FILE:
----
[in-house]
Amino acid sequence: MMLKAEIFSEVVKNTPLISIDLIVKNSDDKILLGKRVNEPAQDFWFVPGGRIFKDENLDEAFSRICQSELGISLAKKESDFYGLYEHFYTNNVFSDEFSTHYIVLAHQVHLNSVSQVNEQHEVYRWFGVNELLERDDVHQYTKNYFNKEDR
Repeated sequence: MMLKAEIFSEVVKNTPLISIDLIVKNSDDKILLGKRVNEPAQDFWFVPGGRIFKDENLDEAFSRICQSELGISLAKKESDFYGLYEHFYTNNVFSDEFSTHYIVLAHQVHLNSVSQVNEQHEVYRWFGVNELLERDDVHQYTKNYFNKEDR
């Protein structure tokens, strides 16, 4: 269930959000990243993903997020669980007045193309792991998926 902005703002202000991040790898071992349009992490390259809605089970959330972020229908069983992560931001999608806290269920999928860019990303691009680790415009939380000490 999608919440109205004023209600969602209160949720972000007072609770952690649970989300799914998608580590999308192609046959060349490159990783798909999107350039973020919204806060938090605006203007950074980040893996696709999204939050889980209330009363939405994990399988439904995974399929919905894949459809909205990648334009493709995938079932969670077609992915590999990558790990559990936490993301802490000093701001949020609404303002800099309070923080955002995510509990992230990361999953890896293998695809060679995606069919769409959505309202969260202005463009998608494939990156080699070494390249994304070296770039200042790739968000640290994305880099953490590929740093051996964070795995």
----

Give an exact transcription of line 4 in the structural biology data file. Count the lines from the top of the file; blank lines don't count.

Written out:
């Protein structure tokens, strides 16, 4: 269930959000990243993903997020669980007045193309792991998926 902005703002202000991040790898071992349009992490390259809605089970959330972020229908069983992560931001999608806290269920999928860019990303691009680790415009939380000490 999608919440109205004023209600969602209160949720972000007072609770952690649970989300799914998608580590999308192609046959060349490159990783798909999107350039973020919204806060938090605006203007950074980040893996696709999204939050889980209330009363939405994990399988439904995974399929919905894949459809909205990648334009493709995938079932969670077609992915590999990558790990559990936490993301802490000093701001949020609404303002800099309070923080955002995510509990992230990361999953890896293998695809060679995606069919769409959505309202969260202005463009998608494939990156080699070494390249994304070296770039200042790739968000640290994305880099953490590929740093051996964070795995």